The administration’s lack of transparency in what has grown to be a three-year, $100 million drainage infrastructure plan led the City Council in early June to issue a wide-ranging list of questions that center on Rigid’s role; Guillory, who announced on July 25 that he was entering an inpatient rehab program for alcohol abuse and untreated PTSD, has refused to answer the council’s questions.

None of the questions so far are explicitly related to the Guillorys’ new heavy equipment company; in Josh Guillory’s absence, the councils tried to muster support for appointing an interim mayor-president amid a heated debate over what constitutes the M-P’s “availability.”

The scope of the inquiry, however, which includes documentation of Rigid’s subcontractors on LCG projects, could probe the involvement of a firm like WM&N. Rigid’s Fortier did not respond to a text message seeking comment.

“Since the questions have been put out there [on June 7]there’s been more information regarding [the Guillory] companies,” says City Council Chair Nanette Cook. “The next step for me is to find out a few more details of what that means and how that relates to any of our LCG projects.”

I do not know of any connection between Rigid and Jamie’s company, but I believe the Guillorys would be more than willing to answer any questions to bring clarity to the matter.

Lafayette Parish Councilman Josh Carlson

Cook and City Council Vice Chairman Glenn Lazard, a lawyer, have a meeting scheduled Wednesday afternoon with an independent auditing firm to get the answers they have waited more than two months for. Both say they hope to have more information after the meeting.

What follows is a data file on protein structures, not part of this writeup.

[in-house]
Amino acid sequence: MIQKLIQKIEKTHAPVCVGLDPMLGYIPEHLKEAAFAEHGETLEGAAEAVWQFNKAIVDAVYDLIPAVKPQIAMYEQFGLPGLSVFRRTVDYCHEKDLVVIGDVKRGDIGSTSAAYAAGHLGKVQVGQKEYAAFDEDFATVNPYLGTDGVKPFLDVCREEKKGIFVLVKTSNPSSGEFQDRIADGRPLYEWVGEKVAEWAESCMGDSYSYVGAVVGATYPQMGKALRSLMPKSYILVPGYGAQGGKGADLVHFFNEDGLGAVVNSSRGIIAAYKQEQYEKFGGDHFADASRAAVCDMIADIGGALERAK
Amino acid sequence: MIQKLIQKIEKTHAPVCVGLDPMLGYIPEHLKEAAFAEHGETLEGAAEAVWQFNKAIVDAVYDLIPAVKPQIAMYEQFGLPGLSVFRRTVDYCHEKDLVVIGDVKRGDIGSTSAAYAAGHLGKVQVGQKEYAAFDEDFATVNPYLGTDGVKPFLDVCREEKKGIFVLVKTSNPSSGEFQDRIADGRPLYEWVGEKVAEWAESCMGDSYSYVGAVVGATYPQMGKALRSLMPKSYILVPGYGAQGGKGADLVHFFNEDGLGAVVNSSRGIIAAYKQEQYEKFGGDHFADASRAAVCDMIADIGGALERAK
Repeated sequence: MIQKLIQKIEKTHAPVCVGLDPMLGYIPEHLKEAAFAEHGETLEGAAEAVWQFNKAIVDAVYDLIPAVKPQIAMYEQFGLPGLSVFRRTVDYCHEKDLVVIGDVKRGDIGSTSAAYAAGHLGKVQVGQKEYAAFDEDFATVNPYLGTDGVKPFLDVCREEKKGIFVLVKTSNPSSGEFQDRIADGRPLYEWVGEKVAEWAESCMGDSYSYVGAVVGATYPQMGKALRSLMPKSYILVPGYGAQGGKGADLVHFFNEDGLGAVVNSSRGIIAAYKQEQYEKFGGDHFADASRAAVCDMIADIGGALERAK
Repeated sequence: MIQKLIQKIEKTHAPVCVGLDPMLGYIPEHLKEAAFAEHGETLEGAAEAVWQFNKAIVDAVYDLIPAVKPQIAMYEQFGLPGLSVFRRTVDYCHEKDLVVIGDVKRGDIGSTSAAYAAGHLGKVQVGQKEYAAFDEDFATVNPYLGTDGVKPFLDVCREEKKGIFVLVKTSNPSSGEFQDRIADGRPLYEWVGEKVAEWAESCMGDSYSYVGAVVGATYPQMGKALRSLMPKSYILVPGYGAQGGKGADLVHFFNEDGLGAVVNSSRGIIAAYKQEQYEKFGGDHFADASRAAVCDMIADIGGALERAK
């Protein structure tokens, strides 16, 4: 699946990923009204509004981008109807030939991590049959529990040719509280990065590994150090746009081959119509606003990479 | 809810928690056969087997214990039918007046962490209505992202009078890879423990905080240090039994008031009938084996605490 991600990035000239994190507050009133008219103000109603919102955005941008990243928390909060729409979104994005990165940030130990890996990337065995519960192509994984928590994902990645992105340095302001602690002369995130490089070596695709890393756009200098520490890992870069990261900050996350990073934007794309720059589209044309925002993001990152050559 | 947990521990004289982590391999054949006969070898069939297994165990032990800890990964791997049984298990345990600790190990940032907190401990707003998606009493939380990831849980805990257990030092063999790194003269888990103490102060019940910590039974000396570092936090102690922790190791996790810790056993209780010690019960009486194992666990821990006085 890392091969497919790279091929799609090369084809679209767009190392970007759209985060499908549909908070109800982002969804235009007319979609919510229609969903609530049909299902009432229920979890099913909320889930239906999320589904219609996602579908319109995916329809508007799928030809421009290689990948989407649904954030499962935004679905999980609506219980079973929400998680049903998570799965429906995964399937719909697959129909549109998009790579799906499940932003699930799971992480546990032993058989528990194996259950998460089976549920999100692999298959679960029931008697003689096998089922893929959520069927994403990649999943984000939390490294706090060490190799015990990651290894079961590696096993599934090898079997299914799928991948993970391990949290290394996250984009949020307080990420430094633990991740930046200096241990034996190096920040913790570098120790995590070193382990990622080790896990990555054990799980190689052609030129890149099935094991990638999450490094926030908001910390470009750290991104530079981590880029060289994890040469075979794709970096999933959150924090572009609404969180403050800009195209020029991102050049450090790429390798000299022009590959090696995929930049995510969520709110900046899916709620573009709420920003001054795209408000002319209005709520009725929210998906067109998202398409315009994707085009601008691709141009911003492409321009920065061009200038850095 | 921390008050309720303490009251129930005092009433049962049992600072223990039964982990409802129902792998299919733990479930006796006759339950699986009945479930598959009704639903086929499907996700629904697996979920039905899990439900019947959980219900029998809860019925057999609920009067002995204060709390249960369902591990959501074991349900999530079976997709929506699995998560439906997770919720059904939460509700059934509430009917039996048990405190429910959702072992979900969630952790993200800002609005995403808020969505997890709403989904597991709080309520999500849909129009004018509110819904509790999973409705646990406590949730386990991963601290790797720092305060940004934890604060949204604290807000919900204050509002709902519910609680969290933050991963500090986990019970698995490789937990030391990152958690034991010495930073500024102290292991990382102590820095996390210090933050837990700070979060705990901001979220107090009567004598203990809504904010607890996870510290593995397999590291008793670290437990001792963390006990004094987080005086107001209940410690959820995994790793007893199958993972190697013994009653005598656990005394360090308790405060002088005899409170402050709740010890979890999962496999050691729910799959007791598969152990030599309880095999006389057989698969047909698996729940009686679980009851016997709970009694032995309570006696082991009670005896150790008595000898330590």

State ethics law prohibits companies owned by public officials from doing business with companies that have contracts with their public agencies or are pursuing them.

“A public servant or his company that he owns more than 25 percent of, or exercises control of, cannot do work for someone that has a contractual business or financial relationship with his agency [in this case LCG],” says Louisiana Ethics Administrator Kathleen Allen. That prohibition concerns any work, public or private.

The state’s ethics code also includes an abuse of office provision, again a civil matter, that would prevent Josh or Jamie from using their position to compel anyone to do business with WM&N.

For the time being, WM&N has no work to speak of, claims its lone employee. This week, she confirmed that Jamie Guillory is her boss. It’s impossible to know how the company pays her, its rent and utilities and other expenses if it’s not generating any revenue. A clearer and more recent picture of the Guillorys’ finances won’t be available until later this year. The MP requested an extension on the couple’s 2021 personal financial disclosures until Oct. 15.

In the interim, Parish Councilman Carlson says he’s confident the Guillorys will eventually answer questions about WM&N.

“I do not know of any connection between Rigid and Jamie’s company, but I believe the Guillorys would be more than willing to answer any questions to bring clarity to the matter,” Carlson says.